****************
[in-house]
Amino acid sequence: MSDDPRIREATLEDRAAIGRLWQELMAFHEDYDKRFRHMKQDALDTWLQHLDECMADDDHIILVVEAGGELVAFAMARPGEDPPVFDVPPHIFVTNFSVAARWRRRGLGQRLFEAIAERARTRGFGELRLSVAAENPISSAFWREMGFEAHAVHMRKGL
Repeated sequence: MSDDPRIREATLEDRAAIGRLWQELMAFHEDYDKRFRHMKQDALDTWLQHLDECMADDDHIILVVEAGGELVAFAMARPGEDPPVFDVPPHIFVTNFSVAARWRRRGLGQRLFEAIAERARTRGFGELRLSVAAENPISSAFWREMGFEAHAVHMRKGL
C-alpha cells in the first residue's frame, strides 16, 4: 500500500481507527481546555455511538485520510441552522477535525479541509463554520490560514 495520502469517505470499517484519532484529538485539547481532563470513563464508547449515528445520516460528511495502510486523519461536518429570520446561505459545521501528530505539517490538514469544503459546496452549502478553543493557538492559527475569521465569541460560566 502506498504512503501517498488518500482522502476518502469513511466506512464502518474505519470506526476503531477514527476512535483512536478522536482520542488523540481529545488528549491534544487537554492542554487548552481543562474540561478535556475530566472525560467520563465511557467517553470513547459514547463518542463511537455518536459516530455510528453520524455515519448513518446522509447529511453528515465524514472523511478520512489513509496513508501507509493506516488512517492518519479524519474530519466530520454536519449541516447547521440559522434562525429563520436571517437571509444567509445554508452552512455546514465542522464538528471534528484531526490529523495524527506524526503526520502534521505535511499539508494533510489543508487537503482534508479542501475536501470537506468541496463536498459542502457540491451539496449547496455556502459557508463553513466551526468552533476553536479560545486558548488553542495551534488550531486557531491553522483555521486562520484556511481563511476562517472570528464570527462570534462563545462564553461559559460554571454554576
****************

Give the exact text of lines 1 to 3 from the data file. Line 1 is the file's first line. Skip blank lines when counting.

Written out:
[in-house]
Amino acid sequence: MSDDPRIREATLEDRAAIGRLWQELMAFHEDYDKRFRHMKQDALDTWLQHLDECMADDDHIILVVEAGGELVAFAMARPGEDPPVFDVPPHIFVTNFSVAARWRRRGLGQRLFEAIAERARTRGFGELRLSVAAENPISSAFWREMGFEAHAVHMRKGL
Repeated sequence: MSDDPRIREATLEDRAAIGRLWQELMAFHEDYDKRFRHMKQDALDTWLQHLDECMADDDHIILVVEAGGELVAFAMARPGEDPPVFDVPPHIFVTNFSVAARWRRRGLGQRLFEAIAERARTRGFGELRLSVAAENPISSAFWREMGFEAHAVHMRKGL